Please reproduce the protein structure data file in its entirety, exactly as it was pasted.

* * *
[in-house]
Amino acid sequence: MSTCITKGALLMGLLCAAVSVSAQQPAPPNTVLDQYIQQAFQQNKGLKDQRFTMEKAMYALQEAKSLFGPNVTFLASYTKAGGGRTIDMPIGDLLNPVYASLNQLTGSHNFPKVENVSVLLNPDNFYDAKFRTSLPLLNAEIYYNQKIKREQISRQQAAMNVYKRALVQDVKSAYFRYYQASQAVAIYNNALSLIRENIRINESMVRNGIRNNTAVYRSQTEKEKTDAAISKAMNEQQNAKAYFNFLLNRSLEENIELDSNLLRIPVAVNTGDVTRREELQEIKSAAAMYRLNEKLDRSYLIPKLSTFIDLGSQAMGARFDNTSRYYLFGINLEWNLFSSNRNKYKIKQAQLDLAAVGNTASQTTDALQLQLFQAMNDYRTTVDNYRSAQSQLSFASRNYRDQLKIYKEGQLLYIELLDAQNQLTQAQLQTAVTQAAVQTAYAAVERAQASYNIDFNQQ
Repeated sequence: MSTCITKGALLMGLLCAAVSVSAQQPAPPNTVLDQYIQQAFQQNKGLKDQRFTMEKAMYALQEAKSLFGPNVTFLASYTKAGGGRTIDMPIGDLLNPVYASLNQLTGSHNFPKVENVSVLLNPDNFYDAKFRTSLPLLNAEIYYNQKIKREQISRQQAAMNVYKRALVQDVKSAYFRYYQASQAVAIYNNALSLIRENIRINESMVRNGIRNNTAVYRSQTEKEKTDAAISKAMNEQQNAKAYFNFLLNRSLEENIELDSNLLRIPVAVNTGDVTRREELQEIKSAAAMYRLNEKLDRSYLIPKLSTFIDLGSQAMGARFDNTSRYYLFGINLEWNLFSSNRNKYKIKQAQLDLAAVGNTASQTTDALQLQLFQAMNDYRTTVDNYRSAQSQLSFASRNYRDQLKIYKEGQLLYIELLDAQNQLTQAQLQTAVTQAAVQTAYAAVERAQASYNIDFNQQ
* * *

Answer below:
[in-house]
Amino acid sequence: MSTCITKGALLMGLLCAAVSVSAQQPAPPNTVLDQYIQQAFQQNKGLKDQRFTMEKAMYALQEAKSLFGPNVTFLASYTKAGGGRTIDMPIGDLLNPVYASLNQLTGSHNFPKVENVSVLLNPDNFYDAKFRTSLPLLNAEIYYNQKIKREQISRQQAAMNVYKRALVQDVKSAYFRYYQASQAVAIYNNALSLIRENIRINESMVRNGIRNNTAVYRSQTEKEKTDAAISKAMNEQQNAKAYFNFLLNRSLEENIELDSNLLRIPVAVNTGDVTRREELQEIKSAAAMYRLNEKLDRSYLIPKLSTFIDLGSQAMGARFDNTSRYYLFGINLEWNLFSSNRNKYKIKQAQLDLAAVGNTASQTTDALQLQLFQAMNDYRTTVDNYRSAQSQLSFASRNYRDQLKIYKEGQLLYIELLDAQNQLTQAQLQTAVTQAAVQTAYAAVERAQASYNIDFNQQ
Repeated sequence: MSTCITKGALLMGLLCAAVSVSAQQPAPPNTVLDQYIQQAFQQNKGLKDQRFTMEKAMYALQEAKSLFGPNVTFLASYTKAGGGRTIDMPIGDLLNPVYASLNQLTGSHNFPKVENVSVLLNPDNFYDAKFRTSLPLLNAEIYYNQKIKREQISRQQAAMNVYKRALVQDVKSAYFRYYQASQAVAIYNNALSLIRENIRINESMVRNGIRNNTAVYRSQTEKEKTDAAISKAMNEQQNAKAYFNFLLNRSLEENIELDSNLLRIPVAVNTGDVTRREELQEIKSAAAMYRLNEKLDRSYLIPKLSTFIDLGSQAMGARFDNTSRYYLFGINLEWNLFSSNRNKYKIKQAQLDLAAVGNTASQTTDALQLQLFQAMNDYRTTVDNYRSAQSQLSFASRNYRDQLKIYKEGQLLYIELLDAQNQLTQAQLQTAVTQAAVQTAYAAVERAQASYNIDFNQQ